San Juan Islands National Monument - Signed.

Discussion in 'General Paddling Discussions' started by The GCW, Mar 25, 2013.

  1. The GCW

    The GCW Paddler

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  2. The GCW

    The GCW Paddler

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    What does this mean for sea kayakers in the San Juan Islands?

    What will be different, better or worse? Do sea kayakers already recreate in the San Juan's in a manner where the new designation will not change much?
     
  3. AM

    AM Paddler

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    Perhaps you could explain to the Canadians on the board what a National Monument is (ie: is it what we would call a National Park?) I know that the creation of the Gulf Islands National Park Reserve has led to improved infrastructure, a publicity campaign to attract visitors (eg: big adverts on BC ferries), and a presence of federal employees making rounds of the park ( which never happened when the land was in the provincial system). On the negative side, there is more red tape: for example, you have to have special permission to run Paddle Canada courses in the Reserve. On the whole, it has been good thing for paddlers, IMHO.

    Do you see the same things happening in the San Juan's?

    Cheers,
    Andrew
     
  4. AM

    AM Paddler

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    One addition: after many years of paddling SW BC, I am embarrassed to say I have never been to the San Juans. I have my first excursion there planned for June. So more of what I listed above would be an enticement for me.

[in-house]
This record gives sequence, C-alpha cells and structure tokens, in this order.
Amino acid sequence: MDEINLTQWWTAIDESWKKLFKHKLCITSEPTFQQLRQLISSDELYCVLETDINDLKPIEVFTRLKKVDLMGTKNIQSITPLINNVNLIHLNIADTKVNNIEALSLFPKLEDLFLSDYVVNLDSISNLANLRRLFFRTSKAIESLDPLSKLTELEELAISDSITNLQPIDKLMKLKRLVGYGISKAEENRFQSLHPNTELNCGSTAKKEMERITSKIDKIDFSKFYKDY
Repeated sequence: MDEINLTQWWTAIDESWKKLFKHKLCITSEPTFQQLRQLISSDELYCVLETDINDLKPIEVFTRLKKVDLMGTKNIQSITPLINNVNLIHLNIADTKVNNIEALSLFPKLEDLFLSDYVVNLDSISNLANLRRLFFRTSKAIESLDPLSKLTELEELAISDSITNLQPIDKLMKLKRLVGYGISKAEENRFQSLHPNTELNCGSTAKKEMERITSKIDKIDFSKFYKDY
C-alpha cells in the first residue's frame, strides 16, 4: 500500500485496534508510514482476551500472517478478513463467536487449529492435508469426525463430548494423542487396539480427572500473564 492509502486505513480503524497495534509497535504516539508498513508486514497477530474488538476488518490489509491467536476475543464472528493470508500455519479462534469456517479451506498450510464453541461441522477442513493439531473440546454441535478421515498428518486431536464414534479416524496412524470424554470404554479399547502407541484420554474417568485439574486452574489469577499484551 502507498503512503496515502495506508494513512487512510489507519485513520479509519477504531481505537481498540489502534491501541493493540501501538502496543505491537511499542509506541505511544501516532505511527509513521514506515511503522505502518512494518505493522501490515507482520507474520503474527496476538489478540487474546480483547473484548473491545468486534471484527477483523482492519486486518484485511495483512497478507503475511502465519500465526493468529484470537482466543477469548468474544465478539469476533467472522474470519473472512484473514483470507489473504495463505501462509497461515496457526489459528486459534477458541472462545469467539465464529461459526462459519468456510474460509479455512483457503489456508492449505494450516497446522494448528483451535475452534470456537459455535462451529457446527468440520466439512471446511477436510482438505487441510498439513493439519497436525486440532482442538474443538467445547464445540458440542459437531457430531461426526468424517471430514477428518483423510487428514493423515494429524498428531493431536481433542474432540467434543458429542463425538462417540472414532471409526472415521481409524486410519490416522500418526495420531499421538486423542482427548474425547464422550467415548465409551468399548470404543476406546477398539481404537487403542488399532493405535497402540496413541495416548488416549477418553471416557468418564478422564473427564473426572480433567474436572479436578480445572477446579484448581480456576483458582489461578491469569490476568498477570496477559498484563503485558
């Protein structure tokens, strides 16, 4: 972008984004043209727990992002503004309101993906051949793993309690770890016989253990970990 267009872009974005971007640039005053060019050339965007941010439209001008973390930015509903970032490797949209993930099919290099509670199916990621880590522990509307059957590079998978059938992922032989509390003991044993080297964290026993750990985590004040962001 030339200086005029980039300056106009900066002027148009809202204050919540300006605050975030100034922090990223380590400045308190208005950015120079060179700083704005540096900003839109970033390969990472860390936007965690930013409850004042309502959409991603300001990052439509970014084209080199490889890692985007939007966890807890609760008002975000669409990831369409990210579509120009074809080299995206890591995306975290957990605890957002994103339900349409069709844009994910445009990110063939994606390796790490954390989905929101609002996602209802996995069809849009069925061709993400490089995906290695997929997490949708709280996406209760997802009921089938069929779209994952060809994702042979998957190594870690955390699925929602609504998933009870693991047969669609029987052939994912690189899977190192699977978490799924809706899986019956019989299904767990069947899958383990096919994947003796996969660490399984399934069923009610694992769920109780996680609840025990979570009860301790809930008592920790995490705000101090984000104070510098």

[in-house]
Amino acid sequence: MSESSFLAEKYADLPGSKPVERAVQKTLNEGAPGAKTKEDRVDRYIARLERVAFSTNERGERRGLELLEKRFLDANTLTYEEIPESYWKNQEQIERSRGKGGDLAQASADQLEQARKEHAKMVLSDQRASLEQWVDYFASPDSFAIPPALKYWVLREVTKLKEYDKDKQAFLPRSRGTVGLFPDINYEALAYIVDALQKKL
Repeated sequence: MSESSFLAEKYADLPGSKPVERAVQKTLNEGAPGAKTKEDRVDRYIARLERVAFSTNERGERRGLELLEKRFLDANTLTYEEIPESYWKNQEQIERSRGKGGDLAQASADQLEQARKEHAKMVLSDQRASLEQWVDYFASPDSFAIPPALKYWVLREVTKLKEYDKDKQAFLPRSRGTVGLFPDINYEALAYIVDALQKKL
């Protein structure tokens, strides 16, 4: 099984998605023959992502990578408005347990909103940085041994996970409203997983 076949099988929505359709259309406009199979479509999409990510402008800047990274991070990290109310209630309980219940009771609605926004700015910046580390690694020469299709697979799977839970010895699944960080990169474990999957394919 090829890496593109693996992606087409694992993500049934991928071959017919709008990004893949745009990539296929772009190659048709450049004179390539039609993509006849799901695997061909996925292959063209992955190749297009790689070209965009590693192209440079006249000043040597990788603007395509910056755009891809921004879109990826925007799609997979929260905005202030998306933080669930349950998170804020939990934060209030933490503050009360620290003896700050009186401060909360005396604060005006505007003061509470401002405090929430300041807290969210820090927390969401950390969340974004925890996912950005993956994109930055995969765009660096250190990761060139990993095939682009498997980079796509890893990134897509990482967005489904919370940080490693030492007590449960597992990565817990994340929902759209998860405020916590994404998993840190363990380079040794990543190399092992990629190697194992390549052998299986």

5. Dan_Millsip

    Dan_Millsip Paddler & Admin

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    Fixed that for ya. :wink: :big_thumb
     
  6. AM

    AM Paddler

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    Ha! Well, I guess we'll have to disagree, Dan. :D

    The last three summers in the GI Park Reserve, I have run into federal employees doing actual work (!!!) to improve the camping areas. And Frank (I think that's his name) makes his zodiac run out of Sydney, checking from Darcy up to Prevost twice a week at least. That sort of thing never happened when those islands were part of that shrivelled, desiccated, forlorn rump we call BC Parks.

    Not that I have particularly strong opinions on the subject :wink:

    Andrew
     
  7. Astoriadave

    Astoriadave Paddler

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    Can't claim a wealth of experience in either set of islands, perhaps 15 kayak camping nights in the GI, a similar number of day trips out of car camps. And, in the SJ, absolutely NO overnight sea kayak trips and only a couple day trips. Guess which area I strongly prefer. :wink:

    The San Juans are crowded, relatively speaking, with a reputation for user conflicts with upland property owners who may also own tidelands in the state of WA. Quite different from the rules in BC. The San Juans are stone beautiful ... and have a McMansion density to prove it. By reputation, in some areas of the SJs kayak camps are sparse.

    So does it make much difference which federal agency oversees the relatively limited areas open for use by kayak campers? I suspect not.